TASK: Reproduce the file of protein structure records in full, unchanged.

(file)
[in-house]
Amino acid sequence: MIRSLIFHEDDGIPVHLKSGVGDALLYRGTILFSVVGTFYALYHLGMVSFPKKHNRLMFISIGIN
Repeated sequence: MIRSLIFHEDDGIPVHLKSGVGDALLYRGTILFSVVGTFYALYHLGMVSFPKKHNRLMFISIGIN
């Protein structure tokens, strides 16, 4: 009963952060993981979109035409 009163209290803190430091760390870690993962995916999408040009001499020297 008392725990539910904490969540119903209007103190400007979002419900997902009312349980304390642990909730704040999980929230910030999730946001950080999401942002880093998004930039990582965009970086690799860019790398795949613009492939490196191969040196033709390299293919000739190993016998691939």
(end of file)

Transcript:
[in-house]
Amino acid sequence: MIRSLIFHEDDGIPVHLKSGVGDALLYRGTILFSVVGTFYALYHLGMVSFPKKHNRLMFISIGIN
Repeated sequence: MIRSLIFHEDDGIPVHLKSGVGDALLYRGTILFSVVGTFYALYHLGMVSFPKKHNRLMFISIGIN
């Protein structure tokens, strides 16, 4: 009963952060993981979109035409 009163209290803190430091760390870690993962995916999408040009001499020297 008392725990539910904490969540119903209007103190400007979002419900997902009312349980304390642990909730704040999980929230910030999730946001950080999401942002880093998004930039990582965009970086690799860019790398795949613009492939490196191969040196033709390299293919000739190993016998691939």